I know there are a lot of you out there who think of brown rice along the same lines as you think of Birkenstocks. Hemp clothing. Rasta locks on young white guys. And I know every time anyone mentions it to you, an inadvertent pained look crosses your face, and you respond automatically with defensive thoughts of double vodka martinis, rare steaks, potatoes, and chocolate cake.
But brown rice isn’t like that. Not really. Not in its heart of hearts. If you knew brown rice like I know brown rice, you wouldn’t just give it a chance, you’d welcome it into your home. Invite it to meet guests. Maybe even vote for it for high office.
Brown rice is absolutely terrific. And I say this as a person who really doesn’t think all that much about health in my food choices. Wait, scratch that. I do think about health, but only in the sense of whether or not what I eat makes me feel good. I never take vitamins. They just scratch my throat and don’t do much for me one way or the other. I do eat a lot of salads. I love the way they taste, plus they make me feel light and energized. And that, after all, is part of the pleasure of eating. Sometimes you like to feel full and like you can’t move an inch before you’ve digested. Sometimes you don’t. It’d be weird, I think, if you felt one way or the other all the time.
Brown rice, properly approached, will not just be your friend, it will be your friend for life. It has a nutty, deep, satisfying taste to it, when you make it right (which, by the way, all that moaning on the part of white rice enthusiasts notwithstanding is just not that hard), and you feel great after you’ve eaten it. It goes with a lot of stuff. And, as a lagniappe on the side, it’s allegedly terrific for you. So, I mean, what’s not to like?
I like it a lot. I think I’ve made that clear. And after a lifetime spent loving white rice, I find, to my surprise, that when there’s a choice,
I spurn my former love. This is a taste thing, not a health thing. Trust me on this.
It’s easy to cook brown rice. Just measure a cup of the stuff into a pot, salt it, and add two scant cups of water. Bring to a boil. Cover it. Turn the heat down as low as you can (I use a flame tamer), and set the timer for 55 minutes. Turn it off and let it sit for 10 minutes or so — you needn’t fuss about this; just as much or as little time as you need to get the rest of the meal together. Fluff with a fork. Eat in any one of a number of ways.
Or: bring a huge pot of water to a boil. Salt. Add as much rice as you want (1 cup will feed two generously as a main course, or four as a side dish…or…). Boil till a grain is tender — about 45 minutes. Drain without being too fussed about getting all the water out. Put in a buttered casserole dish and stick in the oven, set on low, say 250 degrees, till you’re ready to eat it. Fifteen minutes, thirty minutes…it can wait this way an hour.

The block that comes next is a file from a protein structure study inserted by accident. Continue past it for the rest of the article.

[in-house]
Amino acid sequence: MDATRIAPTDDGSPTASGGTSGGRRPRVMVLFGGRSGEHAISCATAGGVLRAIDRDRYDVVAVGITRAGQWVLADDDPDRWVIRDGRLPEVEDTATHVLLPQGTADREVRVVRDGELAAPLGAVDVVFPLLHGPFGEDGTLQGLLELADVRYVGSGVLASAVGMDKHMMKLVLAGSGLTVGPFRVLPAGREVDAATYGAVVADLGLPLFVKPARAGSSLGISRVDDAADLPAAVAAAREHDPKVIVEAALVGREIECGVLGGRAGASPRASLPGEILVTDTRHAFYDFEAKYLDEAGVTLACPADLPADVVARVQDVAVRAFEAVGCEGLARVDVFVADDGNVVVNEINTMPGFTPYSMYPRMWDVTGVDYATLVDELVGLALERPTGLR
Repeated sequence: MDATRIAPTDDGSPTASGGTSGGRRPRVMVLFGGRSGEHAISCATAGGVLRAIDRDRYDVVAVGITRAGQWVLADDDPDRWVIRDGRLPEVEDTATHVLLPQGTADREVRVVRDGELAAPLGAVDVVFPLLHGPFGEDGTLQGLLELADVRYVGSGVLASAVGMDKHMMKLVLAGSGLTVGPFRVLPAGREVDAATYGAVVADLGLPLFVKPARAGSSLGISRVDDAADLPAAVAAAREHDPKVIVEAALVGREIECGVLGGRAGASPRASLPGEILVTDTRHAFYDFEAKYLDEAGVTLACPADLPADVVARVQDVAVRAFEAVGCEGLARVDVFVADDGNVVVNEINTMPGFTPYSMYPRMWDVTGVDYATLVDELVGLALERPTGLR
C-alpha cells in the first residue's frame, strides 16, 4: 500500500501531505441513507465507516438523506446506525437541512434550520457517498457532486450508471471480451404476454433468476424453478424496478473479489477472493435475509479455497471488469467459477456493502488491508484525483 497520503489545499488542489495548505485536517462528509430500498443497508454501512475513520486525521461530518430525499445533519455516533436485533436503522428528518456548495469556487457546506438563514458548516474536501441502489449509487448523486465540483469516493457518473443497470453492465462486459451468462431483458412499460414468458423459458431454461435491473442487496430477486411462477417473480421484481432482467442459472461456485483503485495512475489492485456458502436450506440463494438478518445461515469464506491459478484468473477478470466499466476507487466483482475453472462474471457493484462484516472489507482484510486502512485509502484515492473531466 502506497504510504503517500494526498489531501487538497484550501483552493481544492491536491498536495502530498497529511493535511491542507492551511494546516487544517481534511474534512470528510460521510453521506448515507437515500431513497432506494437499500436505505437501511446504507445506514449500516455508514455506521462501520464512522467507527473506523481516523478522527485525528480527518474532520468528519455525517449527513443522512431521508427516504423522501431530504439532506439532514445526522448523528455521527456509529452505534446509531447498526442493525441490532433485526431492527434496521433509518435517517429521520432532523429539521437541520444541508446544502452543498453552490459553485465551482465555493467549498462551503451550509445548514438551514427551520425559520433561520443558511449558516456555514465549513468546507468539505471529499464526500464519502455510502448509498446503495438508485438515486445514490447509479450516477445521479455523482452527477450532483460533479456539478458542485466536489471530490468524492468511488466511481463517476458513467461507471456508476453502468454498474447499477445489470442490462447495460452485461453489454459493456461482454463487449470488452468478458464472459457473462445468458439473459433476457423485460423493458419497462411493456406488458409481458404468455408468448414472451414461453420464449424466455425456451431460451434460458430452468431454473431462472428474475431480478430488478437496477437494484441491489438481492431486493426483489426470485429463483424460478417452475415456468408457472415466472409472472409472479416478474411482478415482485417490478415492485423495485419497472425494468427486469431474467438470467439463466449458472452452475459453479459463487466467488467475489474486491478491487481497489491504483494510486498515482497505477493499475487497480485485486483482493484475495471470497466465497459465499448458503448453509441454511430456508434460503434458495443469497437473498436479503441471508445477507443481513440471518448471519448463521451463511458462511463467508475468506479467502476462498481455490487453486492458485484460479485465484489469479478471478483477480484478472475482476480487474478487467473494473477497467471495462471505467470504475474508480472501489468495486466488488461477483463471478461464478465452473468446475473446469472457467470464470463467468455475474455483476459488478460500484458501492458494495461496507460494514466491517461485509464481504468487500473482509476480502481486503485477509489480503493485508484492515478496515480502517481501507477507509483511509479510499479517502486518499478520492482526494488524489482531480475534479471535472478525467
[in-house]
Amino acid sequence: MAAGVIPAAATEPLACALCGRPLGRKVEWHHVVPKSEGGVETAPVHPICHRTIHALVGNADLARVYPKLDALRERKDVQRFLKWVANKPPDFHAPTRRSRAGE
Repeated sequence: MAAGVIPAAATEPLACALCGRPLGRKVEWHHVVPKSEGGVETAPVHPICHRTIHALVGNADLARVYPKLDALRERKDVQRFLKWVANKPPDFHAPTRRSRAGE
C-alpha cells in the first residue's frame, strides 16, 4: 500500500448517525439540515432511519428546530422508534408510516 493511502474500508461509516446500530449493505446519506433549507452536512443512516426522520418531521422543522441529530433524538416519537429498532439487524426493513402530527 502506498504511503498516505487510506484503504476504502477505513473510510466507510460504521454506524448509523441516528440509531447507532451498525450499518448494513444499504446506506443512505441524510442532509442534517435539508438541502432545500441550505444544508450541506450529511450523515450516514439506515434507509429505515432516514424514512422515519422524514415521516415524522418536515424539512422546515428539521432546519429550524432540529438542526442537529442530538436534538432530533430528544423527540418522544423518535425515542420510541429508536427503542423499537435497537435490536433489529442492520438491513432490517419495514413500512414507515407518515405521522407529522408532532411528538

Now…about what you DO with it…have it plain with butter and soy sauce (I love this; they call it ‘children’s rice’ in Japan)…use it as the landing for a stir fry…put something on top of it, to soak up the juices, a piece of marinated broiled fish, a skewer of lamb kebabs, chicken adobo…
It was chicken adobo that made me want to tell you about brown rice. I cooked a cup of rice to go with the original chicken dish, and then had all these leftovers. So I put the chicken I hadn’t eaten on top of the leftover rice, deglazed the chicken pot with a half cup of water, poured THAT on top of the chicken, and, slapping a lid on it, stuck it in the frig.
When I got home last night, tired and hungry, I just stuck the pot in a 350 degree oven. After about a half hour, the house started to smell wonderful. After forty five minutes, and a revivifying glass of wine, I pulled it out, spooned it onto a plate with some grated carrot salad, and had at it. Halfway through, I noticed I was making little noises of pleasure. That rice had soaked up the extra juices and steamed in them, and crisped a little bit at the bottom, and tasted not just heavenly, but the way dinner would taste in heaven after you’d had a long day cloud jumping. I looked down at my plate and said a ‘thank you’ out loud.
(By the way, chicken adobo is a Filipino dish of chicken legs and thighs cooked in vinegar and soy sauce with lots of garlic and bay leaves and peppercorns until the chicken soaks up the liquid and browns in its own fat. The carrot salad I had with it, both nights, was just grated carrot mixed with minced green onion, tossed with a little sugar mixed in a little lime juice, a little fish sauce and chili oil added. Terrific. Less expensive and tasted infinitely better than any handful of vitamins, and probably a lot healthier for you, too.)